Dr. Gargunza came back in full force when he kidnapped a pregnant Liz. The child was not, in fact, Moran’s; as it turns out, he and Miracleman constitute two separate people. The villain intended to take over the child’s body so that he might live forever, which had been part of his plan since Project Zarathustra. Miracleman attacked Dr. Gargunza and his men. However, the scientist used a fail-safe word, “Abraxas,” to take away Miracleman’s powers for one hour, reverting him to his Moran form. Eventually, though, Moran got his powers back and killed Dr. Gargunza.
Miracleman Meets the Qys and Warpsmiths*
*This next section involves mature themes and may not be suitable for all readers. Reader discretion is advised.
Miracleman and Liz named their daughter Winter, but it was clear that there was something abnormal about her, as she grew faster than a baby should. After her birth, an alien species called the Qys – the originators of that technology behind Miracleman’s creation – arrived on Earth and attempted to take out anyone using the body-swapping technology. Miraclewoman returned to help Miracleman and his family in the battle. However, the Qys initially proved to be a difficult opponent due to their mastery of body-swapping.
The fight between the Qys and Miracleman ended with the former group discovering that Winter was a hyper-intelligent being, which caused them to end their assault. They then explained to Miracleman and Miraclewoman that they were engaged in a cold war with the hyper-fast Warpsmiths. Due to Winter’s existence, both races agreed not to interfere in Earth’s development. Miraclewoman, though, proposed they use Earth as a neutral world on which to exchange their cultures.
Moran’s life collapsed pretty much immediately after he returned to Earth. Liz left him, and Winter went into space to study with the Qys. In the end, the character climbed a mountain and wrote a suicide note, making clear that he never wanted Miracleman to swap with him again. Making matters worse, Bates’ catatonic state came to an end. While the child-version of him tried to avoid ever turning back into Kid Miracleman, horrified by what he’d done in that state, Bates spoke his magic word during an attempted sexual assault at his group home. As Kid Miracleman, Bates sacked London, destroying half the city and killing tens of thousands of people.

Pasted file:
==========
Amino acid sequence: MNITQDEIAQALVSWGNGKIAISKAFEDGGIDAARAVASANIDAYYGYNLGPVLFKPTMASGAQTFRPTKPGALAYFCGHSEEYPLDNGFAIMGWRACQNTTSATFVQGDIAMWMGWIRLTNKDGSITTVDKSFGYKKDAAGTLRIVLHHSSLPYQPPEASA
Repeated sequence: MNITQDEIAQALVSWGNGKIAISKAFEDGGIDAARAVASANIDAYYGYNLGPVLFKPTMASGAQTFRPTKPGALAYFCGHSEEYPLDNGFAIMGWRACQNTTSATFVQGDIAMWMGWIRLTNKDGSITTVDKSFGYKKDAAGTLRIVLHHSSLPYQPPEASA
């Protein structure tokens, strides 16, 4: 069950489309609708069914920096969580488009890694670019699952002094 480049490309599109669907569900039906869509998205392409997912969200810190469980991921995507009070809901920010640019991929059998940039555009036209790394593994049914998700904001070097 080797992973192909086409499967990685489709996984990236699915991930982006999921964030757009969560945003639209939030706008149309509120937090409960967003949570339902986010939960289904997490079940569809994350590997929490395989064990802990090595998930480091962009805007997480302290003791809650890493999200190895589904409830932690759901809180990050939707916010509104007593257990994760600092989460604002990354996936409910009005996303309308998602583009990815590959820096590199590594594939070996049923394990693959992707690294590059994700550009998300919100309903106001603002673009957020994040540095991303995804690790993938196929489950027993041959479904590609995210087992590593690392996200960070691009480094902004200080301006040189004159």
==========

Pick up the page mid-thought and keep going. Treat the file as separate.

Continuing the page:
Miracleman and his new allies, who included the pyrokinetic Huey Moon, the Warpsmith Aza Chorn, and Miraclewoman, assembled to take on Kid Miracleman. The fight proved incredibly difficult, and they mostly succeed due to Aza Chorn’s ingenuity. The Warpsmith began teleporting debris into Kid Miracleman’s body, forcing the villain to switch back into his child form. Chorn died in the fight, and Miracleman killed the young Bates so that he could never become Kid Miracleman again.
Miracleman’s New World Order
After the fight with Bates, Miracleman and Miraclewoman forced peace on Earth and became divine figures. They also started distributing genetic material around the world so that everyone might be able to have a baby like Winter. Additionally, Mors, another of the Warpsmiths, found a way to restore the dead to life and built a special underworld to accommodate them.
The early issues of Neil Gaiman and Mark Buckingham’s run on Miracleman focused on the stories of those living on Earth under that new pantheon and explored the cultural changes that took place in the aftermath of the battle with Bates. At the end of that initial set of issues, Miracleman and Mors successfully returned Dickie to life. However, Gaiman and Buckingham’s run was cut short before they could truly explore what happened and has remained unfinished up until now.
The first true release in decades, MIRACLEMAN (2022) #0 provides more of those stories against a frame of the titular character reading fiction about his life. That book goes on sale tomorrow, October 5.
The next installment in the series will be a reprint of MIRACLEMAN BY GAIMAN & BUCKINGHAM: THE SILVER AGE (2022), which jumps the story forward to the 21st century and looks at Dickie’s reintegration into the world. The series also looks at just how these young superpowered children are doing. The first issue of that series goes on sale Wednesday, October 19.